Court Etiquette

or how to behave on court!

Each season we have queries from league players about what should be the position with such and such an occurrence. Many players lack confidence in their knowledge of the rules and others, while willing to referee, are put off by the behaviour on court of some players.

Here is a list of dos and don’ts for your consideration.


  • Use the 4 minute (2 minutes each side) warm-up fairly. Strike the ball back to yourself twice and then to your opponent. There are few things as annoying as a player who hogs the ball to themselves!
  • Call your ‘lets’ properly, that is, use the words “Let please”, ask on time and only when it is a genuine let.
  • Wear squash shoes on court and make sure they are clean. It safeguards the courts and they are better for yourself than ‘runners’ that are designed for forward movement only!
  • Do your fair share of refereeing and read up on the rules. Consider becoming a club grade referee where you can be of use to your club mates.
  • Always shake hands after your match and thank the referee if there was one.


  • Call for ‘lets’ when there is no case for one.
  • Argue with the referee’s decisions.
  • Play the ball when it is dangerous to do so – remember that it is probably a ‘stroke’ to you anyway.
  • Use bad language on court. Apart from the rudeness of it, referees are required to penalise it under the rules!

Rule 15 deals with conduct. It says:

  1. Players must comply with any tournament regulations additional to these Rules.
  2. Players may not place any object within the court.
  3. Players may not leave the court during a game without the permission of the Referee.
  4. Players may not request a change of any Official.
  5. Players must not behave in a manner that is unfair, dangerous, abusive, offensive, or in any way detrimental to the sport.
  6. If a player’s conduct is unacceptable, the Referee must penalise the player, stopping play if necessary. Unacceptable behaviour includes, but is not limited to:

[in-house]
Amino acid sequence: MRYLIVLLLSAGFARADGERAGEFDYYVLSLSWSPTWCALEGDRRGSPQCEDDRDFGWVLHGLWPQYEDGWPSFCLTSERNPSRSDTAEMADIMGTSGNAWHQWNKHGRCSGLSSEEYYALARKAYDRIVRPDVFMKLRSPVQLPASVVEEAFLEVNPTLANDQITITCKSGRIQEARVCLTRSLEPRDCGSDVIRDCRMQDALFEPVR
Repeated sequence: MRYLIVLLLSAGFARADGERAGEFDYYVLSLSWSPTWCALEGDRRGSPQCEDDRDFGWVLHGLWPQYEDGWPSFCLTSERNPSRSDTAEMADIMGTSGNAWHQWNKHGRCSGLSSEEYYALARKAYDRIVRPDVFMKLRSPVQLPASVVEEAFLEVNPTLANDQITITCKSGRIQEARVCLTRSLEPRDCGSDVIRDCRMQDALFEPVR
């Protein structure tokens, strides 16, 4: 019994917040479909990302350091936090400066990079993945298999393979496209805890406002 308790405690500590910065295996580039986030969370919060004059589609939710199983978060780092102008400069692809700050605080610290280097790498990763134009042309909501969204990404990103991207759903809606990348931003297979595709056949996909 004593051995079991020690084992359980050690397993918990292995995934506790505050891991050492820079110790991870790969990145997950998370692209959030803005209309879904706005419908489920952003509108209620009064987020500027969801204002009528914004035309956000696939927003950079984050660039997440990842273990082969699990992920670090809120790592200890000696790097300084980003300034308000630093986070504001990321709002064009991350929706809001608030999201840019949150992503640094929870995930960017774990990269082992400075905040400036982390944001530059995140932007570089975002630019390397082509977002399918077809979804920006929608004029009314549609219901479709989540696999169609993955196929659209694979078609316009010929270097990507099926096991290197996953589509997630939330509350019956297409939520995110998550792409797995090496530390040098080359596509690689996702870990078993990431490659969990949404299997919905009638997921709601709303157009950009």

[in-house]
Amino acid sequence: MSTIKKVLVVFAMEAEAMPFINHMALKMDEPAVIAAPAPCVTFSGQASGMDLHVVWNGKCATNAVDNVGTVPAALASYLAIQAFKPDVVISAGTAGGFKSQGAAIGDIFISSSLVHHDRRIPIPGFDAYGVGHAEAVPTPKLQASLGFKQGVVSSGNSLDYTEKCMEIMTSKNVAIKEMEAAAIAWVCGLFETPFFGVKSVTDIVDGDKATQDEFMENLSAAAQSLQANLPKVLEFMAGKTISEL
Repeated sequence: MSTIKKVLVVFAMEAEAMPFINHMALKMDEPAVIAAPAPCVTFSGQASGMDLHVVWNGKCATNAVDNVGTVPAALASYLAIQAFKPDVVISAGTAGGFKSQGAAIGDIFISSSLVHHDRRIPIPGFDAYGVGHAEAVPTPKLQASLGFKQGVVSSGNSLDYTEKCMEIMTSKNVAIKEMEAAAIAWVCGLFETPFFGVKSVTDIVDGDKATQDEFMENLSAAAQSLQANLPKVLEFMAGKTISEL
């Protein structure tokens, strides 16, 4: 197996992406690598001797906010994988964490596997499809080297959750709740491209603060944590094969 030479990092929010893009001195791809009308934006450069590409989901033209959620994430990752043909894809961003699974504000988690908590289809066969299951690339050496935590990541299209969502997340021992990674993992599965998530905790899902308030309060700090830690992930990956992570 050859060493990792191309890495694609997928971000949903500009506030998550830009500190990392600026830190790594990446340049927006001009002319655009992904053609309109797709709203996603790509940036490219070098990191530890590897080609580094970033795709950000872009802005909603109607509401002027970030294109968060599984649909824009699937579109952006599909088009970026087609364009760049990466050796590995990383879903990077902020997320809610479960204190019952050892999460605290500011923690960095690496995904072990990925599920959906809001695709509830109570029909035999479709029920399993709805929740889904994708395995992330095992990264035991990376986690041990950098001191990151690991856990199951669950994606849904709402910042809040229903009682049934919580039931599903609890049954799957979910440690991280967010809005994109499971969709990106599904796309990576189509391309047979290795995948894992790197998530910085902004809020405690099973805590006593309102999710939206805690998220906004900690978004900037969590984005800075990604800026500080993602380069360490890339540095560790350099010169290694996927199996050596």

1. audible or visible obscenity;
    2. verbal, physical or any other form of abuse;
    3. unnecessary physical contact, which includes pushing off the opponent;
    4. dangerous play, including an excessive racket swing;
    5. dissent to an Official;
    6. abuse of equipment or court;
    7. unfair warm-up;
    8. delaying play, including being late back on court;
    9. deliberate distraction;
    10. receiving coaching during play.
  7. A player guilty of an offence may be given a Conduct Warning or penalised with a Conduct Stroke, a Conduct Game, or a Conduct Match, depending on the severity of the offence.
  8. The Referee may impose more than one warning, stroke or game to a player for a subsequent similar offence, providing any such penalty may not be less severe than the previous penalty for the same offence.
  9. A warning or a penalty may be imposed by the Referee at any time, including during the warm-up and following the conclusion of the match.
  10. If the Referee:
    1. stops play to issue a Conduct Warning, a let is allowed;
    2. stops play to award a Conduct Stroke, that Conduct Stroke becomes the result of the rally;
    3. awards a Conduct Stroke after a rally has finished, the result of the rally stands, and the Conduct Stroke is added to the score with no change of service-box;
    4. awards a Conduct Game, that game is the one in progress or the next one if a game is not in progress. In the latter case an additional interval of 90 seconds does not apply;
    5. awards a Conduct Game or a Conduct Match, the offending player retains all points or games already won;
  11. When a Conduct Penalty has been imposed, the Referee must complete any required documentation.